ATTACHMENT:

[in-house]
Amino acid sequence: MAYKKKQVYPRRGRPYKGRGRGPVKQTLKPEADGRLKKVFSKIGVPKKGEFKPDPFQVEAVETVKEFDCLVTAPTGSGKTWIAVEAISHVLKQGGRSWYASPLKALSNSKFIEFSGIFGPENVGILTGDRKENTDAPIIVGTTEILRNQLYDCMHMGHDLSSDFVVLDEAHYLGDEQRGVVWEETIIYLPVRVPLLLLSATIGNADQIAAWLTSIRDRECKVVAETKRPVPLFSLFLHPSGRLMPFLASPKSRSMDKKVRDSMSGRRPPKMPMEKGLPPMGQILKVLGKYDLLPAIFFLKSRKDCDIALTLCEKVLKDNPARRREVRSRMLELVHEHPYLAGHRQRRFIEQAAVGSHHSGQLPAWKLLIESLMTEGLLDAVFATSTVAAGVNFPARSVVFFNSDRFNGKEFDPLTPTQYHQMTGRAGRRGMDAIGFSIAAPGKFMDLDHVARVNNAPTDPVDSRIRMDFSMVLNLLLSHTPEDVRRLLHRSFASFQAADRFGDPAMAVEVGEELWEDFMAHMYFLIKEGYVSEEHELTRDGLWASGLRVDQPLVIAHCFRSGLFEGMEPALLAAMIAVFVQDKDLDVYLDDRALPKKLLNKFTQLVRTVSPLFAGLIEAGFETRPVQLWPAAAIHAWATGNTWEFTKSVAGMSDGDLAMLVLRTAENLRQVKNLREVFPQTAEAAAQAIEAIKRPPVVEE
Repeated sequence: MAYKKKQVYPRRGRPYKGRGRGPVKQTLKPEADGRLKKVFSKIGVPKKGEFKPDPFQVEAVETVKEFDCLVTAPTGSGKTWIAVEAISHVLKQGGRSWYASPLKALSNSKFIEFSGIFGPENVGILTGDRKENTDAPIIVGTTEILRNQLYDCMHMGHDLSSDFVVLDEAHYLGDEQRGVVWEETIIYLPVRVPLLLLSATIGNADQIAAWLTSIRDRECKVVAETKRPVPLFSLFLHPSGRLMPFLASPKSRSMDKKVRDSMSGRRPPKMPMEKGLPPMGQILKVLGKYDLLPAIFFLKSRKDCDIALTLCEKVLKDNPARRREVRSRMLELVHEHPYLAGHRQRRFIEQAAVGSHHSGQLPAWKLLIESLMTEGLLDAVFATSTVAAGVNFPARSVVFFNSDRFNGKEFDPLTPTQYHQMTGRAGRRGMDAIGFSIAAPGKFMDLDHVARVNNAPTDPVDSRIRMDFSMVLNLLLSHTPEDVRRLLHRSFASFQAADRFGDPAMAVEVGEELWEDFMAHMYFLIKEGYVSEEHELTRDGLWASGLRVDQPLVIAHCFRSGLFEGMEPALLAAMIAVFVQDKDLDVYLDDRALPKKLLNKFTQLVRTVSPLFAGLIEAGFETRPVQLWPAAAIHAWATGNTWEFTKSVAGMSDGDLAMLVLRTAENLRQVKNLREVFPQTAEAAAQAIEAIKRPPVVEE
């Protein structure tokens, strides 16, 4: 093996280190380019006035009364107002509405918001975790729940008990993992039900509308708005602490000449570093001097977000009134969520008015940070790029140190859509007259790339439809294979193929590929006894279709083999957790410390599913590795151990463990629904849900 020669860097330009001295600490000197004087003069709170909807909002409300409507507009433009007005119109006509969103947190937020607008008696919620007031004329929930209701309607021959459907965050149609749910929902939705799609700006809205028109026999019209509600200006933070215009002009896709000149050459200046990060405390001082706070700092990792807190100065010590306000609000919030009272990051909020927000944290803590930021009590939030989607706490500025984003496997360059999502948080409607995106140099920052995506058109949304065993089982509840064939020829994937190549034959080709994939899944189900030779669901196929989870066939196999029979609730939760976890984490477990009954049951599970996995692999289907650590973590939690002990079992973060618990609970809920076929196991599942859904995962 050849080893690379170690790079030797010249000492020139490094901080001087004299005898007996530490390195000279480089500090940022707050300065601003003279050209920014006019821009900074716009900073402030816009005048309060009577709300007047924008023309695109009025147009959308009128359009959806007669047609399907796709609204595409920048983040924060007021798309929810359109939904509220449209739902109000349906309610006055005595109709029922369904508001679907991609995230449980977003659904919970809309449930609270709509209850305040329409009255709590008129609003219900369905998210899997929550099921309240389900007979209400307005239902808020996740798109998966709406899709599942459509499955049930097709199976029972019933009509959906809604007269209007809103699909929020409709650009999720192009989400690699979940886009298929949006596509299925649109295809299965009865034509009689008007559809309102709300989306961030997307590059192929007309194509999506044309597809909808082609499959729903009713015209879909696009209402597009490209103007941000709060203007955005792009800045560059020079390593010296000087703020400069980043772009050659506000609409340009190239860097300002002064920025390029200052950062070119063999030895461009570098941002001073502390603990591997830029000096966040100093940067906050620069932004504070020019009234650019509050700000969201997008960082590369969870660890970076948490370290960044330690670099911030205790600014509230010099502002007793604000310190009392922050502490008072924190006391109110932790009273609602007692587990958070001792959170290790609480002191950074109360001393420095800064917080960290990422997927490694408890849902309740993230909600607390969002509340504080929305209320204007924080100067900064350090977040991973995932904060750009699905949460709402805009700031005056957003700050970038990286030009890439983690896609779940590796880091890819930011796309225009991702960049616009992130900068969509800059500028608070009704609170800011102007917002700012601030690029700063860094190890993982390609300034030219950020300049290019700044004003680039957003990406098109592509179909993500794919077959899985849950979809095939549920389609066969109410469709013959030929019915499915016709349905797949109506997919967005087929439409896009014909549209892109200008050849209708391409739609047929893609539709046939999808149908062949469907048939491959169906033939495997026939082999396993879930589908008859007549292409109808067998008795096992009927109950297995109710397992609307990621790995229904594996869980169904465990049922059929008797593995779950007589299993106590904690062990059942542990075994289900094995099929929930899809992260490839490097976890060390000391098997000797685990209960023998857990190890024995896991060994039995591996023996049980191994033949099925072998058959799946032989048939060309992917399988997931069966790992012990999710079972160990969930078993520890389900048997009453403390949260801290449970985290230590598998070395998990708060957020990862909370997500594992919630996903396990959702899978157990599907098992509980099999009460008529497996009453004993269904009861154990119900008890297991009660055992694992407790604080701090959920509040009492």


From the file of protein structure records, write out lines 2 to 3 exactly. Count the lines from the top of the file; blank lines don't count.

Amino acid sequence: MAYKKKQVYPRRGRPYKGRGRGPVKQTLKPEADGRLKKVFSKIGVPKKGEFKPDPFQVEAVETVKEFDCLVTAPTGSGKTWIAVEAISHVLKQGGRSWYASPLKALSNSKFIEFSGIFGPENVGILTGDRKENTDAPIIVGTTEILRNQLYDCMHMGHDLSSDFVVLDEAHYLGDEQRGVVWEETIIYLPVRVPLLLLSATIGNADQIAAWLTSIRDRECKVVAETKRPVPLFSLFLHPSGRLMPFLASPKSRSMDKKVRDSMSGRRPPKMPMEKGLPPMGQILKVLGKYDLLPAIFFLKSRKDCDIALTLCEKVLKDNPARRREVRSRMLELVHEHPYLAGHRQRRFIEQAAVGSHHSGQLPAWKLLIESLMTEGLLDAVFATSTVAAGVNFPARSVVFFNSDRFNGKEFDPLTPTQYHQMTGRAGRRGMDAIGFSIAAPGKFMDLDHVARVNNAPTDPVDSRIRMDFSMVLNLLLSHTPEDVRRLLHRSFASFQAADRFGDPAMAVEVGEELWEDFMAHMYFLIKEGYVSEEHELTRDGLWASGLRVDQPLVIAHCFRSGLFEGMEPALLAAMIAVFVQDKDLDVYLDDRALPKKLLNKFTQLVRTVSPLFAGLIEAGFETRPVQLWPAAAIHAWATGNTWEFTKSVAGMSDGDLAMLVLRTAENLRQVKNLREVFPQTAEAAAQAIEAIKRPPVVEE
Repeated sequence: MAYKKKQVYPRRGRPYKGRGRGPVKQTLKPEADGRLKKVFSKIGVPKKGEFKPDPFQVEAVETVKEFDCLVTAPTGSGKTWIAVEAISHVLKQGGRSWYASPLKALSNSKFIEFSGIFGPENVGILTGDRKENTDAPIIVGTTEILRNQLYDCMHMGHDLSSDFVVLDEAHYLGDEQRGVVWEETIIYLPVRVPLLLLSATIGNADQIAAWLTSIRDRECKVVAETKRPVPLFSLFLHPSGRLMPFLASPKSRSMDKKVRDSMSGRRPPKMPMEKGLPPMGQILKVLGKYDLLPAIFFLKSRKDCDIALTLCEKVLKDNPARRREVRSRMLELVHEHPYLAGHRQRRFIEQAAVGSHHSGQLPAWKLLIESLMTEGLLDAVFATSTVAAGVNFPARSVVFFNSDRFNGKEFDPLTPTQYHQMTGRAGRRGMDAIGFSIAAPGKFMDLDHVARVNNAPTDPVDSRIRMDFSMVLNLLLSHTPEDVRRLLHRSFASFQAADRFGDPAMAVEVGEELWEDFMAHMYFLIKEGYVSEEHELTRDGLWASGLRVDQPLVIAHCFRSGLFEGMEPALLAAMIAVFVQDKDLDVYLDDRALPKKLLNKFTQLVRTVSPLFAGLIEAGFETRPVQLWPAAAIHAWATGNTWEFTKSVAGMSDGDLAMLVLRTAENLRQVKNLREVFPQTAEAAAQAIEAIKRPPVVEE